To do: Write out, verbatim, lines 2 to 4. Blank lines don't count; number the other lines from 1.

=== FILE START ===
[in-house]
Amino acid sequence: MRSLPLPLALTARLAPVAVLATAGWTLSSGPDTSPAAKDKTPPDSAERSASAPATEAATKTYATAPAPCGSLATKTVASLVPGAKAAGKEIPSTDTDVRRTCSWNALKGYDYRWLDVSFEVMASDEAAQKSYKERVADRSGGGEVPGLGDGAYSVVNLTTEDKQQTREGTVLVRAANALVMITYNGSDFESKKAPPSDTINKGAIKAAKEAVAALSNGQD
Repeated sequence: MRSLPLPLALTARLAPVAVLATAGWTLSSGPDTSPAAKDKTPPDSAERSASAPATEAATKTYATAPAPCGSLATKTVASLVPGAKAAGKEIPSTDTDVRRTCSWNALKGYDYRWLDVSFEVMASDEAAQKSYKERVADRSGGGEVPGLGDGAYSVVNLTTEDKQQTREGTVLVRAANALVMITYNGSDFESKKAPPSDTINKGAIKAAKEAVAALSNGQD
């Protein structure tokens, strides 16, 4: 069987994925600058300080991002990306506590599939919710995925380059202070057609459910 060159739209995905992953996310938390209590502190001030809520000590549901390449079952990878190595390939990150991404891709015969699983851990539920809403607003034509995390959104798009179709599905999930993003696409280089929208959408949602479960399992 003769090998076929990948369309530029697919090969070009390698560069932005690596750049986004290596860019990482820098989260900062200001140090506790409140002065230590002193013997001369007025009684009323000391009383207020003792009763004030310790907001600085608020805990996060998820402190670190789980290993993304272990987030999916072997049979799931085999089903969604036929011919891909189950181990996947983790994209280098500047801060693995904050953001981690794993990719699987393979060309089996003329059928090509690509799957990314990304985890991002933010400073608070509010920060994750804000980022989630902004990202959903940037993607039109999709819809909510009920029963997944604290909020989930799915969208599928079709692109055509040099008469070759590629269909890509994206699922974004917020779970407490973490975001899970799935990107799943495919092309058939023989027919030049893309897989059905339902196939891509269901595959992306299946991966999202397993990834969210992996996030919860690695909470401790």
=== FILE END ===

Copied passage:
Amino acid sequence: MRSLPLPLALTARLAPVAVLATAGWTLSSGPDTSPAAKDKTPPDSAERSASAPATEAATKTYATAPAPCGSLATKTVASLVPGAKAAGKEIPSTDTDVRRTCSWNALKGYDYRWLDVSFEVMASDEAAQKSYKERVADRSGGGEVPGLGDGAYSVVNLTTEDKQQTREGTVLVRAANALVMITYNGSDFESKKAPPSDTINKGAIKAAKEAVAALSNGQD
Repeated sequence: MRSLPLPLALTARLAPVAVLATAGWTLSSGPDTSPAAKDKTPPDSAERSASAPATEAATKTYATAPAPCGSLATKTVASLVPGAKAAGKEIPSTDTDVRRTCSWNALKGYDYRWLDVSFEVMASDEAAQKSYKERVADRSGGGEVPGLGDGAYSVVNLTTEDKQQTREGTVLVRAANALVMITYNGSDFESKKAPPSDTINKGAIKAAKEAVAALSNGQD
């Protein structure tokens, strides 16, 4: 069987994925600058300080991002990306506590599939919710995925380059202070057609459910 060159739209995905992953996310938390209590502190001030809520000590549901390449079952990878190595390939990150991404891709015969699983851990539920809403607003034509995390959104798009179709599905999930993003696409280089929208959408949602479960399992 003769090998076929990948369309530029697919090969070009390698560069932005690596750049986004290596860019990482820098989260900062200001140090506790409140002065230590002193013997001369007025009684009323000391009383207020003792009763004030310790907001600085608020805990996060998820402190670190789980290993993304272990987030999916072997049979799931085999089903969604036929011919891909189950181990996947983790994209280098500047801060693995904050953001981690794993990719699987393979060309089996003329059928090509690509799957990314990304985890991002933010400073608070509010920060994750804000980022989630902004990202959903940037993607039109999709819809909510009920029963997944604290909020989930799915969208599928079709692109055509040099008469070759590629269909890509994206699922974004917020779970407490973490975001899970799935990107799943495919092309058939023989027919030049893309897989059905339902196939891509269901595959992306299946991966999202397993990834969210992996996030919860690695909470401790």